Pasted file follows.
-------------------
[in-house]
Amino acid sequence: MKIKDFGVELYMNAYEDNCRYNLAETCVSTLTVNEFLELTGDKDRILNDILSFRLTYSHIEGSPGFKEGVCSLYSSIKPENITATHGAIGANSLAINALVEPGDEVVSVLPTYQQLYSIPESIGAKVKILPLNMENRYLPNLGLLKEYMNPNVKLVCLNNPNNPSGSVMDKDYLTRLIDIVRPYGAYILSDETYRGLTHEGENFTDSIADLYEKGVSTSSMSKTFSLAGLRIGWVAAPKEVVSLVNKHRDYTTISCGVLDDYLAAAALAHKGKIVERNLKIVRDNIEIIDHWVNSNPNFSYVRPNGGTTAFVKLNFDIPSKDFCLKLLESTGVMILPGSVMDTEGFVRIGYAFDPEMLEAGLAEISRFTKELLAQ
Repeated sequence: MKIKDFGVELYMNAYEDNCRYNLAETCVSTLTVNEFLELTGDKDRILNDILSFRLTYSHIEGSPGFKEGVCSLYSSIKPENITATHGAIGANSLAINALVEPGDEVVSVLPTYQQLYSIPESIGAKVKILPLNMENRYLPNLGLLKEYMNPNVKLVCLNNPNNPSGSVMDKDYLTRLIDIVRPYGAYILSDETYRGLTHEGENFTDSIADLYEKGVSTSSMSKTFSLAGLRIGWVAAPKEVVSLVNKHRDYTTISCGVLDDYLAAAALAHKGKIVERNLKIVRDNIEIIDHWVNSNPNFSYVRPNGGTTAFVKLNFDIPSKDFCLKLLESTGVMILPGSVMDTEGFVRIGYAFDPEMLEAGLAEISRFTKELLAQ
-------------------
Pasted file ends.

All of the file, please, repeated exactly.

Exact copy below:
[in-house]
Amino acid sequence: MKIKDFGVELYMNAYEDNCRYNLAETCVSTLTVNEFLELTGDKDRILNDILSFRLTYSHIEGSPGFKEGVCSLYSSIKPENITATHGAIGANSLAINALVEPGDEVVSVLPTYQQLYSIPESIGAKVKILPLNMENRYLPNLGLLKEYMNPNVKLVCLNNPNNPSGSVMDKDYLTRLIDIVRPYGAYILSDETYRGLTHEGENFTDSIADLYEKGVSTSSMSKTFSLAGLRIGWVAAPKEVVSLVNKHRDYTTISCGVLDDYLAAAALAHKGKIVERNLKIVRDNIEIIDHWVNSNPNFSYVRPNGGTTAFVKLNFDIPSKDFCLKLLESTGVMILPGSVMDTEGFVRIGYAFDPEMLEAGLAEISRFTKELLAQ
Repeated sequence: MKIKDFGVELYMNAYEDNCRYNLAETCVSTLTVNEFLELTGDKDRILNDILSFRLTYSHIEGSPGFKEGVCSLYSSIKPENITATHGAIGANSLAINALVEPGDEVVSVLPTYQQLYSIPESIGAKVKILPLNMENRYLPNLGLLKEYMNPNVKLVCLNNPNNPSGSVMDKDYLTRLIDIVRPYGAYILSDETYRGLTHEGENFTDSIADLYEKGVSTSSMSKTFSLAGLRIGWVAAPKEVVSLVNKHRDYTTISCGVLDDYLAAAALAHKGKIVERNLKIVRDNIEIIDHWVNSNPNFSYVRPNGGTTAFVKLNFDIPSKDFCLKLLESTGVMILPGSVMDTEGFVRIGYAFDPEMLEAGLAEISRFTKELLAQ